Music festivals are a real place of freedom for young people. A chance to escape from the stresses of everyday life, work, university and even relationships. It’s the opportunity to see world class music, and for many, experiment with drugs for the very first time.
Many feel that at festivals, it’s kind of a lawless society – after all, you only need to watch Trainwreck: Woodstock 99 on Netflix to see an extreme example of that. But lawless it was, and fuelled heavily by drugs.
Drugs are widely consumed at festivals and while many do look to seize unlawful substances on entry, many slip through the net and can cause severe damage to not only people in the immediate-term, but long term too.
Every year we see people die at festivals due to drug abuse, so much so it’s almost become part and parcel. Bad batches and incredibly toxic concoctions can see dozens of people fall ill, while for many others it’s a gateway to addiction, completely changing someone’s lifestyle just from a weekend of “freedom”.
Speak to many who have suffered from drug abuse that are now seeking treatment for their addiction and you’ll find stories that stem back to festivals or wild weekends away, meeting new “friends” who have fallen into the trap of addiction and essentially land you in a bad crowd, becoming a product of your environment.
Surveys have shown that around 60% of people use either alcohol or drugs at festivals, with 40% of those taking marijuana and around one in 10 consuming MDMA or ecstasy, the vast majority of these people being young, showing that it’s more difficult remaining sober at a festival than ever before.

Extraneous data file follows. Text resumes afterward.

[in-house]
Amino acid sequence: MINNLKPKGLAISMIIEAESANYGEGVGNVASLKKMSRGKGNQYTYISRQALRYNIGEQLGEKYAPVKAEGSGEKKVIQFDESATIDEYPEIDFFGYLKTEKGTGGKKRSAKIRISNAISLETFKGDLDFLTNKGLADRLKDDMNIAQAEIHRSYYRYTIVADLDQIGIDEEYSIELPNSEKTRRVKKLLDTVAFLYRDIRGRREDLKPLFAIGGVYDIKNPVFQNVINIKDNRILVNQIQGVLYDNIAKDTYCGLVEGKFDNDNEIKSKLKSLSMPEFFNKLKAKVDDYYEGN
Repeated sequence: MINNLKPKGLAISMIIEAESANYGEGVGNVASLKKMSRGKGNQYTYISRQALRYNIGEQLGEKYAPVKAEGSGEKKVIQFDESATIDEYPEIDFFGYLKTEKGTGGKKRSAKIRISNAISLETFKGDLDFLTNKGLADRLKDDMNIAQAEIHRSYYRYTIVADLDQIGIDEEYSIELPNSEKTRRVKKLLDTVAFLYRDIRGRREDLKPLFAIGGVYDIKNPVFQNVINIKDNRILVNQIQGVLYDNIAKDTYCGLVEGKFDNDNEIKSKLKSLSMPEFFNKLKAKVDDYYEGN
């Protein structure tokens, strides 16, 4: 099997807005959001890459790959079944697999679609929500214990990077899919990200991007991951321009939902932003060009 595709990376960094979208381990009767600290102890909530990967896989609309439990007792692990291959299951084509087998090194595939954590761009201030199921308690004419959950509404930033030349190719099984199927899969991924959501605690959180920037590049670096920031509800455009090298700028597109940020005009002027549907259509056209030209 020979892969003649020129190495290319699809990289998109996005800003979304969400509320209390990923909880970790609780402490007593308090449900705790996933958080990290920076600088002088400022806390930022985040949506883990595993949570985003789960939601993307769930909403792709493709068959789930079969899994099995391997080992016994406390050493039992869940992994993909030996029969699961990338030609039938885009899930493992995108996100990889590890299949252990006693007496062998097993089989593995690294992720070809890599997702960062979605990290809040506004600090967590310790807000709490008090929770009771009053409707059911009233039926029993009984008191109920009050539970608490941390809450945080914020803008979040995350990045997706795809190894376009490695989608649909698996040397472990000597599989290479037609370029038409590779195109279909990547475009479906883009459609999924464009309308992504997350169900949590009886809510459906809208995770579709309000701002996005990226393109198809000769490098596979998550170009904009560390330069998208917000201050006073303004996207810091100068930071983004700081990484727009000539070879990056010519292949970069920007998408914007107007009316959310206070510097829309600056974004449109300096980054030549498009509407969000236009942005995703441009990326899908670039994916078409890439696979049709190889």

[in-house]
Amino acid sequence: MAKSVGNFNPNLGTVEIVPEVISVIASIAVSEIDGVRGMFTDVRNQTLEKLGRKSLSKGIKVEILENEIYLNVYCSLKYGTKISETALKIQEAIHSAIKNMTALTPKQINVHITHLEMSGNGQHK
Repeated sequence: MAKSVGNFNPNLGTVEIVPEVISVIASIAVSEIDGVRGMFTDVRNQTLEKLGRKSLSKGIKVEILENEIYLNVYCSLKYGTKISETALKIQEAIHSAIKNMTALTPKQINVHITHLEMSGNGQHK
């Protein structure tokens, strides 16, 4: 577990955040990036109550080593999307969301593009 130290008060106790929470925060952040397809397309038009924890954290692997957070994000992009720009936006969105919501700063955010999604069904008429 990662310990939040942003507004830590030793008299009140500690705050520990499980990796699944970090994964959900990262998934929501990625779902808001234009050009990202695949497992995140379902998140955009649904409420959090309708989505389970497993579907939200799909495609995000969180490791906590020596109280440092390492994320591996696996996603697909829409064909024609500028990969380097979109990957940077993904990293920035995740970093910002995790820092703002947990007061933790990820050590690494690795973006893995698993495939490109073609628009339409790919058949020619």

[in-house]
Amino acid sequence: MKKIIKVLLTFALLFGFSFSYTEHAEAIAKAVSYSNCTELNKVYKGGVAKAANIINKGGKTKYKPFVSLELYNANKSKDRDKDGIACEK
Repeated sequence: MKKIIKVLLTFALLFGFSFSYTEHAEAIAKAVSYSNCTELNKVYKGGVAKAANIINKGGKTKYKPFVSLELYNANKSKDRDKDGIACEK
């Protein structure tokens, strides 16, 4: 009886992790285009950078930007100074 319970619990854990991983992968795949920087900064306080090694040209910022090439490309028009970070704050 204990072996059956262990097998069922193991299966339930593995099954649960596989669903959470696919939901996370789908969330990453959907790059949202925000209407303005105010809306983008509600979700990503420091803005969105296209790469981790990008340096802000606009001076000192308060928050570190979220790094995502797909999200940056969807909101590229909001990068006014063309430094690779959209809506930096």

One of the main reasons that people are taking these is to increase energy. Naturally, given that the medicinal usage of many of the drugs taken are to do that, or at least have side effects of such nature, then it opens the eyes to usage beyond music festivals and into every day life, for example gaining more energy to get through a night shift, or for that final 50 km of driving – which of course is incredibly dangerous.
And it’s that which is probably the biggest cause for concern when it comes to drug usage at festivals. Yes, there are real health dangers while at festivals, with the side effects and risks of drug usage the same in that environment as any other, but then there’s also that pathway to addiction and a reliance on them in the “real world”. This can have even more catastrophic effects on relationships, careers, finances, and, most importantly, your own health.